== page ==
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High Speed Glass Cylinder Orientation

IP.com Disclosure Number: IPCOM000093630D
Original Publication Date: 1967-Nov-01
Included in the Prior Art Database: 2005-Mar-06
Document File: 2 page(s) / 40K

Publishing Venue

IBM

Related People

Buettner, JH: AUTHOR

Abstract

Reed switch glass cylinders or other objects having lengths much greater than their widths are oriented vertically by placing them on a matrix of holes. Each hole has a sufficient size to hold a number of the objects to be oriented but not of sufficient size to allow the glass cylinders of other objects to fall into them horizontally. Matrix vibrations cause the objects to fall into the holes, thus orienting them vertically very rapidly. This method is much faster than manual orientation or the conventional rotary vibratory orientation technique.

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High Speed Glass Cylinder Orientation

Reed switch glass cylinders or other objects having lengths much greater than their widths are oriented vertically by placing them on a matrix of holes. Each hole has a sufficient size to hold a number of the objects to be oriented but not of sufficient size to allow the glass cylinders of other objects to fall into them horizontally. Matrix vibrations cause the objects to fall into the holes, thus orienting them vertically very rapidly. This method is much faster than manual orientation or the conventional rotary vibratory orientation technique.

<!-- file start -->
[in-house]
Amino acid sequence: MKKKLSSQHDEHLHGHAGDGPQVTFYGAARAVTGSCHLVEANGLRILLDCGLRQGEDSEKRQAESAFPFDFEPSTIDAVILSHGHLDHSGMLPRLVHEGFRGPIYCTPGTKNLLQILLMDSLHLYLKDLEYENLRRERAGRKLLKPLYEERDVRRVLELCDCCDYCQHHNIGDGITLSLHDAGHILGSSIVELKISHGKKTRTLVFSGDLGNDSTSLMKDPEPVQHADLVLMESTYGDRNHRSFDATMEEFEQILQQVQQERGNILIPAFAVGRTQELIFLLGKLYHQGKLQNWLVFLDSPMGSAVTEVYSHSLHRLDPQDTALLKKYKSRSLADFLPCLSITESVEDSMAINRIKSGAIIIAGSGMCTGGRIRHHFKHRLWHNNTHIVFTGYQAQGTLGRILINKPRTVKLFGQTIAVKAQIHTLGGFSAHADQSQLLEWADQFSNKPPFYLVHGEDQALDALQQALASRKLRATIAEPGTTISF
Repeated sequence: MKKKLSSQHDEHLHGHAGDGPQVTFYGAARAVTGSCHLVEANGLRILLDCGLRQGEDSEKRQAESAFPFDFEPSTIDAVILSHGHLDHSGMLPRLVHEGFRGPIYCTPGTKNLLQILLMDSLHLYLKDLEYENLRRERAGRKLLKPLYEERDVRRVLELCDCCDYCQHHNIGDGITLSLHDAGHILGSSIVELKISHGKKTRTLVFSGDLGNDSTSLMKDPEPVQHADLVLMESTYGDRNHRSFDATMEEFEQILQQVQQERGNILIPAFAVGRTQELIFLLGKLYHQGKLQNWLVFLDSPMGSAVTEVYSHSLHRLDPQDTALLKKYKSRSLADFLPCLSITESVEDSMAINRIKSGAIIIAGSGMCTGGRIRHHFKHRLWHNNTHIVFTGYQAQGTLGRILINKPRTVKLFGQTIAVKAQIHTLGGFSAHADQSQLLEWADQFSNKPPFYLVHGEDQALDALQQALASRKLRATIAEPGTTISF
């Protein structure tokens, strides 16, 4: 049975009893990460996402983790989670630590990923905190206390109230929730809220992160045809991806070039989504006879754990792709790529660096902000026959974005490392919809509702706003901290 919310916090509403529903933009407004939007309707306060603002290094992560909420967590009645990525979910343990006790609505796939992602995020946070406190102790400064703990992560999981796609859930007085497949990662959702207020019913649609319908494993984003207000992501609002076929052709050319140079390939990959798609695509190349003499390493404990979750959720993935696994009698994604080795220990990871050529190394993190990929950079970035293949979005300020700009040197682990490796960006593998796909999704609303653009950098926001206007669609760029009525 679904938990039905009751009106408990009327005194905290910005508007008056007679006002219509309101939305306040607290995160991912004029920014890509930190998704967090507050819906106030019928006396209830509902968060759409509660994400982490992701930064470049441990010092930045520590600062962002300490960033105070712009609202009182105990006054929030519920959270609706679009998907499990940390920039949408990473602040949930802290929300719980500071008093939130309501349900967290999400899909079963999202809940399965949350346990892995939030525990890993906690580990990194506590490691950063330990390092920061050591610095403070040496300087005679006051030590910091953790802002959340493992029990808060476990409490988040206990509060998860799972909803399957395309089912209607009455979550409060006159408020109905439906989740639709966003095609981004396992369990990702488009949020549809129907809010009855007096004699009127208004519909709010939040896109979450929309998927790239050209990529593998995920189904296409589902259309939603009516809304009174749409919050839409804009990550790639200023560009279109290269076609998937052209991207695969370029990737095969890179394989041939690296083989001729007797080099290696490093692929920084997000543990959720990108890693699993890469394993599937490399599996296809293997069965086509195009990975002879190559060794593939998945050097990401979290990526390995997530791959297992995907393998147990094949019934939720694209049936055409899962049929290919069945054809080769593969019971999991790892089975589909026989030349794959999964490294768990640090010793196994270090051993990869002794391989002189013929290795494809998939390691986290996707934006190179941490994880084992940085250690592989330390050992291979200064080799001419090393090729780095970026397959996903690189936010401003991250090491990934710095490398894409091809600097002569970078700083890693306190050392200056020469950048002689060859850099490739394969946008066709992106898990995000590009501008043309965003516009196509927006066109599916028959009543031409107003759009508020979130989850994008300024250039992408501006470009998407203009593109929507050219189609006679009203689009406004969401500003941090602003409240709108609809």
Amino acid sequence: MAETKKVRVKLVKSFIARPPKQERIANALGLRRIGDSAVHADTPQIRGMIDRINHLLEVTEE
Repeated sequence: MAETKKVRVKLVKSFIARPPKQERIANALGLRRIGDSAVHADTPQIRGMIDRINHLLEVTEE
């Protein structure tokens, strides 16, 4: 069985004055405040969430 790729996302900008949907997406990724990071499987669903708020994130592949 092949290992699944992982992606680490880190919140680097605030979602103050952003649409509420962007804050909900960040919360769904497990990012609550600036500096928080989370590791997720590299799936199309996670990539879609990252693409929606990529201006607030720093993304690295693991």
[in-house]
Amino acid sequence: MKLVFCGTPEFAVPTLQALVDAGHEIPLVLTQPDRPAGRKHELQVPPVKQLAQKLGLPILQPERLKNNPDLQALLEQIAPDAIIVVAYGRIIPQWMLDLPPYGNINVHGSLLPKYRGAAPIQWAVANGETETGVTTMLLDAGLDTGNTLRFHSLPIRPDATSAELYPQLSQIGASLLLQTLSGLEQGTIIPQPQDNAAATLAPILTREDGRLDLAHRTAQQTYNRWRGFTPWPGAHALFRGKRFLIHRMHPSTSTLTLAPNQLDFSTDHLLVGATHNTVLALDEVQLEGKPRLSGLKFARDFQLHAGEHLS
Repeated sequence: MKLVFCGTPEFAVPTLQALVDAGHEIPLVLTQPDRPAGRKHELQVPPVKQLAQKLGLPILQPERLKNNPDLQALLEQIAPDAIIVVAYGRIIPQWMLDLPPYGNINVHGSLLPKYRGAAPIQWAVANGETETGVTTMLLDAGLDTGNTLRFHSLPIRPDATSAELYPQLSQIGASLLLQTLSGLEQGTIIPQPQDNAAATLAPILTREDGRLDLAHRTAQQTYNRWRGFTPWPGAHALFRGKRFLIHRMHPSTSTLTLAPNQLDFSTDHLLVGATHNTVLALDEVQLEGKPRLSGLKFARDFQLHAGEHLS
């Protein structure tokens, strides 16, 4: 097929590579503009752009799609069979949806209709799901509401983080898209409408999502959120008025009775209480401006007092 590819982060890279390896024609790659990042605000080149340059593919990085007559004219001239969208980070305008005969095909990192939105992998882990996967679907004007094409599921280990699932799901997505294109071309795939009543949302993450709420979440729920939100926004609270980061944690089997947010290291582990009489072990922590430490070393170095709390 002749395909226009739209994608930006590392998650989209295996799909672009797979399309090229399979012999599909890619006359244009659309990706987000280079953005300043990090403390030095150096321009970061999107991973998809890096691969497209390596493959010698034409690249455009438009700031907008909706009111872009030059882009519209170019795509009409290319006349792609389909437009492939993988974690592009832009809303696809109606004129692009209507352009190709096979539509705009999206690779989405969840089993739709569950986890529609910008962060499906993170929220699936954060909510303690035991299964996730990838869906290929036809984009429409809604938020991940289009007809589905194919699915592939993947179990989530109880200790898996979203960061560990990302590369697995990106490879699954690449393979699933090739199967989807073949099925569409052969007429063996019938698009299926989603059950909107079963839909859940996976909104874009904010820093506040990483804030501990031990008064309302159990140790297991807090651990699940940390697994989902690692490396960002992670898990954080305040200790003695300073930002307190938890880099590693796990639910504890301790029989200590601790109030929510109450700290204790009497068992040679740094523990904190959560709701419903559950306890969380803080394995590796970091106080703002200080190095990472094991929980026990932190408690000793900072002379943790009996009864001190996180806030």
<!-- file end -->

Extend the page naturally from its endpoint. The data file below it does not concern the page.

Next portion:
The matrix, desirably constructed of metal, orients reed switch glass cylinders. The walls 11 of the matrix form a plurality of enclosures 12. Each enclosure is of sufficient size to hold a number of vertically oriented glass cylinders 13, but is small enough so that the glass cylinders cannot lie in the enclosures horizontally.

Enclosures 12 are closed at the bottom by a flat plate or screen mesh 14. Outside walls 15 of the matrix extend above the walls forming enclosures 12 in order to contain the glass cylinders in the matrix during vibration. For most rapid operation, the enclosure width should be such that the part being oriented can never rest on three parallel walls at one time.

In operation, the randomly oriented glass cylinders, typically handled in a bag containing about 2,000 cylinders, are poured on the matrix. The matrix is vibrated and the cylinders become oriented in t...